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Mental Health Crises Require Mental Health, Not Policing, Responses

Demonstration after the 2018 police killing of Saheed Vassell, an unarmed Black man shot in Brooklyn after officers mistook a curved silver pipe in his hands for a gun. Vassell's history of mental illness was known to neighbors but not to the police who responded that day.
Drew Angerer / Getty Images

Mental Health Crises Require Mental Health, Not Policing, Responses


Spotlights like this one provide original commentary and analysis on pressing criminal justice issues of the day. You can read them each day in our newsletter, The Daily Appeal.

For several years now, it has been apparent that police are not and cannot be the appropriate response to mental health crises. The reasons are clear: Police officers have little to no expertise in handling people in psychiatric distress. They often approach people with a fear that is unwarranted and rooted in that lack of expertise and experience. That fear and lack of expertise can have unforgivable consequences—people with untreated mental illness are 16 times more likely to be killed by police officers than are members of the general population and make up at least a quarter of those killed.

Writing in The Guardian in 2015, Mariame Kaba said, “Calling 911 should not be a death-wish,” and noted that too often, it is. In New York City alone, police officers who responded to calls for mental health crises have killed 15 people in the last three years.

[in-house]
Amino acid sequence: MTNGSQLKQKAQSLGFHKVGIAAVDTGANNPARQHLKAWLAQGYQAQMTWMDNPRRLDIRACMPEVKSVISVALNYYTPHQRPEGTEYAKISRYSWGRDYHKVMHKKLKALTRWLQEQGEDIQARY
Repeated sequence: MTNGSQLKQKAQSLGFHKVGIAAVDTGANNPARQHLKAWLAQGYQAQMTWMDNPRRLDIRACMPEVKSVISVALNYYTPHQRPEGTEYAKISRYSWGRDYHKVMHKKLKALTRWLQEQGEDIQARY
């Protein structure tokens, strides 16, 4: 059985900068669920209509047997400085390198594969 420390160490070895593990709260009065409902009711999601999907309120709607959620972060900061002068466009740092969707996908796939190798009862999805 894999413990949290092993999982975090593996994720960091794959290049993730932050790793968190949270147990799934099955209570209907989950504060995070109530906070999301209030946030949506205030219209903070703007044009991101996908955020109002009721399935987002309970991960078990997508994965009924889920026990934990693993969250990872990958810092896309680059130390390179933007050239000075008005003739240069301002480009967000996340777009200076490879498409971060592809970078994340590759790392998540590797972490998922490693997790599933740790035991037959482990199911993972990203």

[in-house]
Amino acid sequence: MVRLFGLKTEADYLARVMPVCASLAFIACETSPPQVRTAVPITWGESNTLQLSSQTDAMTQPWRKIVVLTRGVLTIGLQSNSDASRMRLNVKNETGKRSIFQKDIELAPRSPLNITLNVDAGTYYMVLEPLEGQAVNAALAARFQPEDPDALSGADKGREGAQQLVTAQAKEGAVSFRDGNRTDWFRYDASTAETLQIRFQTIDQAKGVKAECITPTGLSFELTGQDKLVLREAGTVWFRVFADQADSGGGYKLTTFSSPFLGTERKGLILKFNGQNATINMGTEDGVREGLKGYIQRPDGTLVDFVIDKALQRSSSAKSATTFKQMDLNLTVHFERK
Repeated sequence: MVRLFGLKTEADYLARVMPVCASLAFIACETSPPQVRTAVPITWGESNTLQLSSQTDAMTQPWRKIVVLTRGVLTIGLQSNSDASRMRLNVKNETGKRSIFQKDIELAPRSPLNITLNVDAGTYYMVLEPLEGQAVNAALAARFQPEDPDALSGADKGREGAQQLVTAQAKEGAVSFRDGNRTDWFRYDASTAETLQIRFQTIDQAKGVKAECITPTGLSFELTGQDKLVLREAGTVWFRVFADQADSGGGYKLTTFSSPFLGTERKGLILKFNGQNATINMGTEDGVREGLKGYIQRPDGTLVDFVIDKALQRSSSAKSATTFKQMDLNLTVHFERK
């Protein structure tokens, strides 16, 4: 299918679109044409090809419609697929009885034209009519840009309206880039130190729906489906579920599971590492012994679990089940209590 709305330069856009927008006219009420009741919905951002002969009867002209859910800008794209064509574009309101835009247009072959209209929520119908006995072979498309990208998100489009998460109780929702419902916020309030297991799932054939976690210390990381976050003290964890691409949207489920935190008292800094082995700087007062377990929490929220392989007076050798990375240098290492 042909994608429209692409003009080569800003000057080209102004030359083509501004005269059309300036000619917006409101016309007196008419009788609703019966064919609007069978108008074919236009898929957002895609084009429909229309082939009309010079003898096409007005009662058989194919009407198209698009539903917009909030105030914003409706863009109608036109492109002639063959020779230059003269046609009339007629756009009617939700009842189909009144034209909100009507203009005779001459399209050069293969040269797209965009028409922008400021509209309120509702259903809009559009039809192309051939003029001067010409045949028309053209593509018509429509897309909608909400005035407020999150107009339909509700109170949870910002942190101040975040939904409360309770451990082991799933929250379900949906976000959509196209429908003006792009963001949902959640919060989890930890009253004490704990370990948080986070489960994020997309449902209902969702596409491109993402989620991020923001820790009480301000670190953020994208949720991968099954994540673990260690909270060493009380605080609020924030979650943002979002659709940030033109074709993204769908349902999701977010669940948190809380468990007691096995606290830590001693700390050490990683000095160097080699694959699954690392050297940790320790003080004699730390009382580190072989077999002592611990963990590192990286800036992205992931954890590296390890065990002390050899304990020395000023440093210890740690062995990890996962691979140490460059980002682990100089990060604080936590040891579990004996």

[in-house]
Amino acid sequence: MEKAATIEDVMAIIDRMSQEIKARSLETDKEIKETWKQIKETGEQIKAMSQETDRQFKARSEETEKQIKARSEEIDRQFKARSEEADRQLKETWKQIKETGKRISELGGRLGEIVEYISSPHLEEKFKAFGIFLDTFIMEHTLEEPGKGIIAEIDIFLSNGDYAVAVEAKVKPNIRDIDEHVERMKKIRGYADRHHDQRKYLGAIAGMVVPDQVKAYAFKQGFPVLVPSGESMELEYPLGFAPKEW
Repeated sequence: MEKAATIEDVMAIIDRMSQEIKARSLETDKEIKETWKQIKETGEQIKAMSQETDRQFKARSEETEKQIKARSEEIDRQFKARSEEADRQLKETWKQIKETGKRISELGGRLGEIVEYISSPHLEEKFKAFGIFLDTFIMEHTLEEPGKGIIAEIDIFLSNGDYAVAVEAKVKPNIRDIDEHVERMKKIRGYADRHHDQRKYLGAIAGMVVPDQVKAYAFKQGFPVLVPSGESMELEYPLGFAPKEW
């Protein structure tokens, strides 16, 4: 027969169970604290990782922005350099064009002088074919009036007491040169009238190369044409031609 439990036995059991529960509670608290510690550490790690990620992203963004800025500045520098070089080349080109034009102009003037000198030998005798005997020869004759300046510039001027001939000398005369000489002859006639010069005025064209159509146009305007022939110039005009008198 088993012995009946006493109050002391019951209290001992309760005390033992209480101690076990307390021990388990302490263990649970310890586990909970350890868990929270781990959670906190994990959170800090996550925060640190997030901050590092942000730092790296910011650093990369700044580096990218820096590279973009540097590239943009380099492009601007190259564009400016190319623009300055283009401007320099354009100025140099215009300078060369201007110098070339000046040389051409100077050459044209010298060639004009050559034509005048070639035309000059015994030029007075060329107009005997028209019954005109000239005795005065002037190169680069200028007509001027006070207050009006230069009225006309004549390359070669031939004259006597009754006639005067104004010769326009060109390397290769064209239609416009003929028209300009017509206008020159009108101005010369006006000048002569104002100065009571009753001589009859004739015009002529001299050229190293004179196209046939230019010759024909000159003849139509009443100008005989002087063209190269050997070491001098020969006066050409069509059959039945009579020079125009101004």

In 2016, Deborah Danner was shot and killed by an NYPD sergeant in her own home. Officers went to her Bronx apartment after the building security guard called 911. There was no indication that the 66-year-old Danner was a danger to anyone. Yet, multiple NYPD officers followed her as she retreated into her bedroom and a sergeant eventually shot her twice in the stomach. The sergeant was acquitted at trial. The city reached a $2 million settlement with Danner’s sister.

The need for careful, qualified non-police emergency response measures continues to be urgent. In New York, emergency calls have nearly doubled in the last decade. Last year the NYPD received nearly 180,000 emergency calls about people experiencing mental health crises.

This week, the office of New York City’s public advocate, Jumaane Williams, released a report looking at the city’s police-heavy response to mental health emergencies. Williams has proposed an alternative—a non-911 number that people can call and a team of mental health counselors with the expertise to respond to a person in crisis. Williams also proposed an expansion in the use of mobile crisis teams, more funding for respite care centers, and the funding of mental health urgent care centers. The proposal also calls for increased crisis intervention training  to police officers.